In an effort to allow the native vegetation to make a comeback visitors must stick to the trails at all times. Along the way there are a few spots that diverge from the trail and provide a closer connection with the creek. The official spots are fairly easy to discern by the worn path and the white string tied to trees around these spots to limit damage. Please stay on the trail and within the string boundary. The scenery here is getting better and better because people are no longer trampling over every square inch of the canyon.

Hamilton Pool is named after the small body of water at the base of the collapsed grotto with this waterfall cascading into it.
The waypoint "Window Rock" marks a spot in which a hole in a jumble of boulders forms a tunnel that provides an interesting view of a small waterfall on the opposite side.

The trail loops completely around the overhang of the grotto. One spot along this section is quite narrow and requires a sideways shuffle.
Paradoxically, some of the steeper sections of the trail occur right before it reaches the Pedernales River. The turnaround point at the river features a bench in the shade for some rest or quiet contemplation.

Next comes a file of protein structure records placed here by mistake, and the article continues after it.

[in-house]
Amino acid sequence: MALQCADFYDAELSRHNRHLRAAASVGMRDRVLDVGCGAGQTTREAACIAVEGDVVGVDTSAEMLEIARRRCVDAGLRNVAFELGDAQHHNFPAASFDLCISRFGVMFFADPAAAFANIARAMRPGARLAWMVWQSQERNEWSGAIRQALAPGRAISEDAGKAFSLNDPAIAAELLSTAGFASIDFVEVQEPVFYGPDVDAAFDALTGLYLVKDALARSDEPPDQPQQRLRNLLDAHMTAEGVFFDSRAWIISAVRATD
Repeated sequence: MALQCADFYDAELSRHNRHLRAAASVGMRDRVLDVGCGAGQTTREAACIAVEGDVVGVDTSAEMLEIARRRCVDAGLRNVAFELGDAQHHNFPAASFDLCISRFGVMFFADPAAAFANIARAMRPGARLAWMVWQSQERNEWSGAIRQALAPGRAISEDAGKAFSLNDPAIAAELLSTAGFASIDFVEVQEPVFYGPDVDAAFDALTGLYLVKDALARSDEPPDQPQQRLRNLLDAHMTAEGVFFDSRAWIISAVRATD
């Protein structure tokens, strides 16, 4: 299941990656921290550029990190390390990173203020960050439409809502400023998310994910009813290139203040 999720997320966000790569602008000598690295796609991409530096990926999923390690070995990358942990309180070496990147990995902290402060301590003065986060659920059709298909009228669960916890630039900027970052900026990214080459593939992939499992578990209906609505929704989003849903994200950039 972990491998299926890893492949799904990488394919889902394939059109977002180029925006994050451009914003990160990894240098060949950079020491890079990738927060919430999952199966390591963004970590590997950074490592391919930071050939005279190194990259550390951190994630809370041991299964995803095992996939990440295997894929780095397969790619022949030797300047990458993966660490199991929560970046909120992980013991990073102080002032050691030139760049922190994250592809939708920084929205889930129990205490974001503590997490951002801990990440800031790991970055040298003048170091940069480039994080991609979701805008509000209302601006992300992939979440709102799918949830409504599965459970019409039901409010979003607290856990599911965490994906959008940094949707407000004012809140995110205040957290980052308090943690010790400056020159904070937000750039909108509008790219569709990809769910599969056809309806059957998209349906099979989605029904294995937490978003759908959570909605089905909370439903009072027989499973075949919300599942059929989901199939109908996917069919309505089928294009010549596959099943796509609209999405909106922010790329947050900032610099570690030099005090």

Doubling back, I headed to Hamilton Pool itself. As expected, there were more people around the pool's perimeter, after all, this is what most people come for. But given the recent rains, the water quality had temporarily degraded and no swimming was allowed, which cut down on the crowds a great deal.

Hamilton Pool is formed by a collapsed grotto. As layers of rock collapsed an overhang developed and water cascades into the circular pool below. The pool here is larger than at nearby Westcave Preserve and the trail here actually circles the entire pool, half of the loop under the rock overhang. The overhang is quite large by Central Texas standards and can provide refreshing shade on a hot day.


Waterfall Another view of the falls at Hamilton Pool. Note that the trail passes just behind the falls. (Photo by Austin Explorer) Hamilton Pool photo by J.Lavin (Photo by pixistixs) the Pool Hamilton Pool (Photo by JEMS1212)
Hamilton Pool Different angle of the Pool (Photo by JEMS1212) Goblins of the Forest Goblins that were in the movie (Photo by JEMS1212) Forest While walking to the Pedernales River you go though this swampy part of the forest. (Photo by JEMS1212)
Turtle on Bald Cypress As I walked through the forest I saw some turtles bathing in the sun. (Photo by JEMS1212) Impressive Formation Hamilton Pool is a very impressive geological formation. (Photo by Lone_Star) Walk Through You can walk on a narrow path on the inside underneath the impressive ceiling. (Photo by Lone_Star)